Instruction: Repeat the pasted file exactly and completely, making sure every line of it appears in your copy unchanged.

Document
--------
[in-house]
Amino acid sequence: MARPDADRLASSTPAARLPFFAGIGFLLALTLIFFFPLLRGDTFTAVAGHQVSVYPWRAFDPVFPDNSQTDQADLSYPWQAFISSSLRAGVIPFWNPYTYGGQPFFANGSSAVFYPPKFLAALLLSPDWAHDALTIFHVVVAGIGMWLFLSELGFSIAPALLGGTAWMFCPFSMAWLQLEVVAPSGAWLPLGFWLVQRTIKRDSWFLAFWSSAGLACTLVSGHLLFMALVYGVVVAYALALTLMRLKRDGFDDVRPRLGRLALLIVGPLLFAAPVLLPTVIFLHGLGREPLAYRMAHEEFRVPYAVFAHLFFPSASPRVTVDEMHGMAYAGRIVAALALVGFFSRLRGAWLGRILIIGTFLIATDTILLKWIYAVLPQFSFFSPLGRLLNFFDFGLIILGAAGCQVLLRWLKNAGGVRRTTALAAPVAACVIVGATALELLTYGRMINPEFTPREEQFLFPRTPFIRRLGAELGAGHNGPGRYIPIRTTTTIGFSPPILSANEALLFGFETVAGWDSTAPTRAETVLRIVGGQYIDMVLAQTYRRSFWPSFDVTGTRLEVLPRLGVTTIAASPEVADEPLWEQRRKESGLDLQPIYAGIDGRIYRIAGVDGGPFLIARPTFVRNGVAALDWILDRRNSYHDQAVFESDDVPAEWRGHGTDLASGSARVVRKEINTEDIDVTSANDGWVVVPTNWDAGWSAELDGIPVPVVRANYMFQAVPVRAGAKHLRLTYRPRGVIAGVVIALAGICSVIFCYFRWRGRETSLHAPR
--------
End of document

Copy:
[in-house]
Amino acid sequence: MARPDADRLASSTPAARLPFFAGIGFLLALTLIFFFPLLRGDTFTAVAGHQVSVYPWRAFDPVFPDNSQTDQADLSYPWQAFISSSLRAGVIPFWNPYTYGGQPFFANGSSAVFYPPKFLAALLLSPDWAHDALTIFHVVVAGIGMWLFLSELGFSIAPALLGGTAWMFCPFSMAWLQLEVVAPSGAWLPLGFWLVQRTIKRDSWFLAFWSSAGLACTLVSGHLLFMALVYGVVVAYALALTLMRLKRDGFDDVRPRLGRLALLIVGPLLFAAPVLLPTVIFLHGLGREPLAYRMAHEEFRVPYAVFAHLFFPSASPRVTVDEMHGMAYAGRIVAALALVGFFSRLRGAWLGRILIIGTFLIATDTILLKWIYAVLPQFSFFSPLGRLLNFFDFGLIILGAAGCQVLLRWLKNAGGVRRTTALAAPVAACVIVGATALELLTYGRMINPEFTPREEQFLFPRTPFIRRLGAELGAGHNGPGRYIPIRTTTTIGFSPPILSANEALLFGFETVAGWDSTAPTRAETVLRIVGGQYIDMVLAQTYRRSFWPSFDVTGTRLEVLPRLGVTTIAASPEVADEPLWEQRRKESGLDLQPIYAGIDGRIYRIAGVDGGPFLIARPTFVRNGVAALDWILDRRNSYHDQAVFESDDVPAEWRGHGTDLASGSARVVRKEINTEDIDVTSANDGWVVVPTNWDAGWSAELDGIPVPVVRANYMFQAVPVRAGAKHLRLTYRPRGVIAGVVIALAGICSVIFCYFRWRGRETSLHAPR